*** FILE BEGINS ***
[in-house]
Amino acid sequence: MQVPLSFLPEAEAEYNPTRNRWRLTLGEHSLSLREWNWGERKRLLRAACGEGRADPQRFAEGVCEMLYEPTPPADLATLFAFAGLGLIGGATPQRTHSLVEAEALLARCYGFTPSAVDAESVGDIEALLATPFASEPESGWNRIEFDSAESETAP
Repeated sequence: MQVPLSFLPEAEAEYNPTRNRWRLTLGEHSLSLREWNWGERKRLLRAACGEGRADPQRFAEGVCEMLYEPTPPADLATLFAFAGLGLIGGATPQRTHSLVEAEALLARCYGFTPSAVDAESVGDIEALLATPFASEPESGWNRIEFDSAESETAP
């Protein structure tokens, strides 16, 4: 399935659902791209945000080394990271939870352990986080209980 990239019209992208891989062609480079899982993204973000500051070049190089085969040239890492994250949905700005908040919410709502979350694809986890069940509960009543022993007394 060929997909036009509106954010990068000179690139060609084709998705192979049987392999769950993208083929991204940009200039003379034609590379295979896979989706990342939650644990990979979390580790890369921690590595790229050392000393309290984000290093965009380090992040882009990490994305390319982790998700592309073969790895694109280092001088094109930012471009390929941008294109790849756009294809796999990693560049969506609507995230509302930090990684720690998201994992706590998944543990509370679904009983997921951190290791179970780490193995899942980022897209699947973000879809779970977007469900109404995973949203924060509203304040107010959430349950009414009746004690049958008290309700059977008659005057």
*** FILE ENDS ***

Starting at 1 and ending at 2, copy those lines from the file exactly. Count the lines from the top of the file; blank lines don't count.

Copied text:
[in-house]
Amino acid sequence: MQVPLSFLPEAEAEYNPTRNRWRLTLGEHSLSLREWNWGERKRLLRAACGEGRADPQRFAEGVCEMLYEPTPPADLATLFAFAGLGLIGGATPQRTHSLVEAEALLARCYGFTPSAVDAESVGDIEALLATPFASEPESGWNRIEFDSAESETAP